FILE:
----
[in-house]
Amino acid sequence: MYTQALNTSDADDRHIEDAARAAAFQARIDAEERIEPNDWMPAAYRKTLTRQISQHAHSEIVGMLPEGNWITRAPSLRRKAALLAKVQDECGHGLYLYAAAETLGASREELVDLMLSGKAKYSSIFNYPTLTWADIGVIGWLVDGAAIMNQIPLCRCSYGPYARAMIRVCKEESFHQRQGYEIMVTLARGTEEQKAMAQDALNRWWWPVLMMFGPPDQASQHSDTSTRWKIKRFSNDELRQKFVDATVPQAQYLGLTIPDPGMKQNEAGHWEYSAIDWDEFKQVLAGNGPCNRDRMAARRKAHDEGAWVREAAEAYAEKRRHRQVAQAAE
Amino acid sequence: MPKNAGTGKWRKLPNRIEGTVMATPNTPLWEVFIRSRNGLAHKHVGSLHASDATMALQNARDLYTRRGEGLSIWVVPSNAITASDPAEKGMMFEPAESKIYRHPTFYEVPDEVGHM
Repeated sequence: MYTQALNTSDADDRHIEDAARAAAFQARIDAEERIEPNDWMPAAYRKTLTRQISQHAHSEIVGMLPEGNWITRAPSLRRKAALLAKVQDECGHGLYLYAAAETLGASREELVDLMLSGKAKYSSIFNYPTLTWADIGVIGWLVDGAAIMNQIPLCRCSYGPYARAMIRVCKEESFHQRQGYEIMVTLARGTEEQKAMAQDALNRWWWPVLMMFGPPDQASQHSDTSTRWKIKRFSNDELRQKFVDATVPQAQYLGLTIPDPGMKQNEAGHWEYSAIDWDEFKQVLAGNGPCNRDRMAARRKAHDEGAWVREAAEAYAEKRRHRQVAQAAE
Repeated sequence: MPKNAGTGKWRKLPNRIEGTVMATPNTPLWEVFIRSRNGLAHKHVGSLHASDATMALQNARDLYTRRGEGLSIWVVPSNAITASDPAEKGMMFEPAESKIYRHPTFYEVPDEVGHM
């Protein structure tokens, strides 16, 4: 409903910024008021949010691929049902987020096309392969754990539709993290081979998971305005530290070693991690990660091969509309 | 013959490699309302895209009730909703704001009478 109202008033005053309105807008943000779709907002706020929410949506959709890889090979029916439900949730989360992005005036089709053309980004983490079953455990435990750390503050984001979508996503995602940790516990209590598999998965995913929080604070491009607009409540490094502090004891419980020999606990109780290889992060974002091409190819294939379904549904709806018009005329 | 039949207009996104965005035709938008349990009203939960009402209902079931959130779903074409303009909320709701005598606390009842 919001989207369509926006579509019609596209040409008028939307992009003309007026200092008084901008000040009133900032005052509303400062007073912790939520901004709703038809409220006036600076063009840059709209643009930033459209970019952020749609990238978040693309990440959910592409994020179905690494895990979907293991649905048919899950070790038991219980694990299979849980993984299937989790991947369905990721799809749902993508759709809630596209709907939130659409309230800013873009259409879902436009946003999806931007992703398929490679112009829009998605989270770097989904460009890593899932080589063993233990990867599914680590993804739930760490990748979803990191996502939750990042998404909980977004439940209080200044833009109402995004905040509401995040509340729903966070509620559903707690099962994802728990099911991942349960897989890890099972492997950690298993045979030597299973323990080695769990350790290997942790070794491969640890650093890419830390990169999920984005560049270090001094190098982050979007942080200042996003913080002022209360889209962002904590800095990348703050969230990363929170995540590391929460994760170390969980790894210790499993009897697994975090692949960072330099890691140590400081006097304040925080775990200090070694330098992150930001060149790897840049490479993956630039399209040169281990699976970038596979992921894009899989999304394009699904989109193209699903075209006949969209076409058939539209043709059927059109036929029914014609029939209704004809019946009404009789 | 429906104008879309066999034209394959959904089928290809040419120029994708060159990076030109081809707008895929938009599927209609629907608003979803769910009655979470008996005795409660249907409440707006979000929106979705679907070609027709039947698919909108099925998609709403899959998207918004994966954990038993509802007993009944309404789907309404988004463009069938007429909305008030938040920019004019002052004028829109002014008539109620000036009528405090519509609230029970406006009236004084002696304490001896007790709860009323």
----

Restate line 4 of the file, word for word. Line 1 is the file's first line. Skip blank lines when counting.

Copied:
Repeated sequence: MYTQALNTSDADDRHIEDAARAAAFQARIDAEERIEPNDWMPAAYRKTLTRQISQHAHSEIVGMLPEGNWITRAPSLRRKAALLAKVQDECGHGLYLYAAAETLGASREELVDLMLSGKAKYSSIFNYPTLTWADIGVIGWLVDGAAIMNQIPLCRCSYGPYARAMIRVCKEESFHQRQGYEIMVTLARGTEEQKAMAQDALNRWWWPVLMMFGPPDQASQHSDTSTRWKIKRFSNDELRQKFVDATVPQAQYLGLTIPDPGMKQNEAGHWEYSAIDWDEFKQVLAGNGPCNRDRMAARRKAHDEGAWVREAAEAYAEKRRHRQVAQAAE